"If you write FOR a particular market or FOR a particular editor you will often miss the mark. But if you write because your fingers have danced across the keyboard, because a character has tapped you on the shoulder, because a story has settled in your heart, then even if you never sell it you have done the work you were meant to do. And sometime, dear readers, real magic happens." Jane Yolen


Lessons from Elizabeth

In the time of Herod king of Judea there was a priest named Zechariah, who belonged to the priestly division of Abijah; his wife Elizabeth was also a descendant of Aaron. Both of them were righteous in the sight of God, observing all the Lord’s commands and decrees blamelessly. But they were childless because Elizabeth was not able to conceive, and they were both very old. Luke 1:5-7 NIV

During the advent season, we often focus (rightly so!) on Jesus and His birth in Bethlehem. The wonder of God becoming man is certainly worth meditating on. Mary and Joseph with God in a manger is deserving of our discussion and worship.

But Mary wasn't the only blessed mother (Luke 2:19) in this story. Less than a year before, another woman had her own miracle baby, and has much to teach us.

Elizabeth was the wife of Zechariah the priest and, eventually, the mother of John the Baptist, Jesus’ forerunner. We are not told how old this new mother was, though Luke 1:7 tells us that she and her husband were “well along in years.”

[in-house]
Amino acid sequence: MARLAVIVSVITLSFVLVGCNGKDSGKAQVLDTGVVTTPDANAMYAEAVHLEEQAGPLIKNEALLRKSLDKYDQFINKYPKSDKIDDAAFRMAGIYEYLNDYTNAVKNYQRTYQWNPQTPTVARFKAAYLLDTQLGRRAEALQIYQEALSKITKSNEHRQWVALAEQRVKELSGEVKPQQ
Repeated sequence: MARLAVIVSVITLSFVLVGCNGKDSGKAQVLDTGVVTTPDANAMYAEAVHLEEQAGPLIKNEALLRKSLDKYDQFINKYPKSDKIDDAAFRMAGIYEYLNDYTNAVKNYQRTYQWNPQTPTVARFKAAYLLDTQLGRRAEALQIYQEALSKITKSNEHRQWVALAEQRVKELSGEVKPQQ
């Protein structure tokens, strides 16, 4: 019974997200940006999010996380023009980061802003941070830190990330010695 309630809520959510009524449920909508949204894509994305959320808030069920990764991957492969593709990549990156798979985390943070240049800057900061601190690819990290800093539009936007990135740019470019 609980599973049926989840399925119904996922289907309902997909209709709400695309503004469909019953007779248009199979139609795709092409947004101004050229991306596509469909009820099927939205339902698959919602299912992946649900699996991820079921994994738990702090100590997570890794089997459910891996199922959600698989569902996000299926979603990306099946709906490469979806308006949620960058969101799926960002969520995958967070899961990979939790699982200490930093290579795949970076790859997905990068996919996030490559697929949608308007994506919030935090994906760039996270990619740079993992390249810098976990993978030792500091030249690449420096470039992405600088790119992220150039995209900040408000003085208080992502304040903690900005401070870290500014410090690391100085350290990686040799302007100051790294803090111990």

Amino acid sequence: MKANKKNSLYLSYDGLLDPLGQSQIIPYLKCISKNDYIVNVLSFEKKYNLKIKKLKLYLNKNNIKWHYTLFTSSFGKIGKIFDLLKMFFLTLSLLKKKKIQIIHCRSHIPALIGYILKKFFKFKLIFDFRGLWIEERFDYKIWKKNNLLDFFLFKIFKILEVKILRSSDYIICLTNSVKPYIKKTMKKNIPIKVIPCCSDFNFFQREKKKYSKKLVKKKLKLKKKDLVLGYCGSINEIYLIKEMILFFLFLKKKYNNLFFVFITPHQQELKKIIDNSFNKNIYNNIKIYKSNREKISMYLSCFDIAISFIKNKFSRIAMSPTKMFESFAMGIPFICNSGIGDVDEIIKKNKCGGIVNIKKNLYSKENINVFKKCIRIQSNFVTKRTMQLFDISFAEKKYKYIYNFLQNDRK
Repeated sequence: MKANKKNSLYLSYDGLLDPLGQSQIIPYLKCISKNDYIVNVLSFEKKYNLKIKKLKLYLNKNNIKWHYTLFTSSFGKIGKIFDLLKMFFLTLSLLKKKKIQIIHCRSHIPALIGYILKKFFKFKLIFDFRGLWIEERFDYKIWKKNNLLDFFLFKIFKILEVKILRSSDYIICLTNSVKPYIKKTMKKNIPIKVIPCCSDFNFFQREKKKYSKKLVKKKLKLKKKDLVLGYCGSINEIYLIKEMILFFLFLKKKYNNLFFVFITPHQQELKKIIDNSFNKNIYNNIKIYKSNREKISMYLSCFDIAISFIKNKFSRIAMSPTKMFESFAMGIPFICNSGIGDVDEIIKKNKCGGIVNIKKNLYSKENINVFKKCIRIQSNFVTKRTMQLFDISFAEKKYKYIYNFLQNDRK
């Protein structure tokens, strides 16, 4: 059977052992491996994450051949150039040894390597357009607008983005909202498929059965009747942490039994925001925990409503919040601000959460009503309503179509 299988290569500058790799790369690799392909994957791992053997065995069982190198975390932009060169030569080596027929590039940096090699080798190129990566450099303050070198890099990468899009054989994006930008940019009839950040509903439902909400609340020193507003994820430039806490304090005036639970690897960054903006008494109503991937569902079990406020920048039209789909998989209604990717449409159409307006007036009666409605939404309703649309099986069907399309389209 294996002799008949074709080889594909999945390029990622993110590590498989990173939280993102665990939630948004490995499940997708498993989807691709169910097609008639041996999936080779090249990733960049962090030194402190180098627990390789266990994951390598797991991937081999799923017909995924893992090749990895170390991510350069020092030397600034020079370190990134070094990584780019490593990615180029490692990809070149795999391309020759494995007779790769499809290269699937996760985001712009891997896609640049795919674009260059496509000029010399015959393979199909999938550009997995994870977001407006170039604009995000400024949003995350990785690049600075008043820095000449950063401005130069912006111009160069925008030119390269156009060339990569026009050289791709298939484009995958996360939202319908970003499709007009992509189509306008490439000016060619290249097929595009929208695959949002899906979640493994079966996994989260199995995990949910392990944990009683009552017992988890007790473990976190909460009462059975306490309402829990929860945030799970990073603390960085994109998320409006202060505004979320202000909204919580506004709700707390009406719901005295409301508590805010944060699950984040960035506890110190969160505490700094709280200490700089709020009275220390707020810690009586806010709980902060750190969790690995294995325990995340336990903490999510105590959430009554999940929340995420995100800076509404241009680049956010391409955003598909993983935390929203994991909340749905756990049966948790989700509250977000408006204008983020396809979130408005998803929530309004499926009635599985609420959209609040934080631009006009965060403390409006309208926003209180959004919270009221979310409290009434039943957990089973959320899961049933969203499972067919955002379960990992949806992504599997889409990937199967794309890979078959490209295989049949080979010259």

It may be my own modern perception, but this phrasing has me assuming that she was beyond (or quickly reaching the end of) childbearing age. She also knew, it seems, what other women had been saying about her before she received the gift of a son. In her society, you see, children were considered a sign of God’s blessing and favor. And Elizabeth was barren (Luke 1:7).

Despite the ridicule and lack of honor she may have experienced, she was upright in God’s sight. She continued to serve the Lord and follow his statutes (Luke 1:6). She was honoring God despite her circumstances, and despite what others thought.

How often do we follow Elizabeth’s example this way? Perhaps not as often as we should. Have you ever been criticized for following a Biblical view of parenting? For forbidding your kids certain “worldly” things? For going against popular opinion on some issue?

Have you ever let peer pressure make you bend your standards? Do you sometimes complain about, or get frustrated with, God’s plan or workings in your life? Not Elizabeth – at least not to the extent that the Lord would mention it. What an excellent model of serving God in, and despite, our circumstances. These traits, it seems, are ones she passed on to her son.

And then her circumstances changed for the better. She got pregnant and was carrying a son. She wasn’t just happy. She gave God the glory, and thanked Him for saving her from others’ shame. (Luke 1:25)

Do we remember to thank God for our blessings? I know I forget much more often than I’d like to admit. It’s entirely too easy to take the credit for what happens in our lives. And when I do, those around me get a warped view of my power and the Lord’s. And what kind of a lesson of God's power am I to them?

Heavenly Father, thank You for the example of Elizabeth. Help us to stay fast in our honor and obedience to You, no matter our circumstances; and help us remember to give You the glory for all you do for us. Help us to be faithful and thankful, just like this wonderful woman of God. In Jesus' name I pray. Amen.
We're discussing this here, and at Living by Grace on Facebook. Won't you join us?

 What do you need to learn from Elizabeth?
My heart is stirred by a noble theme as I recite my verses for the king; my tongue is the pen of a skillful writer. Psalm 45:1

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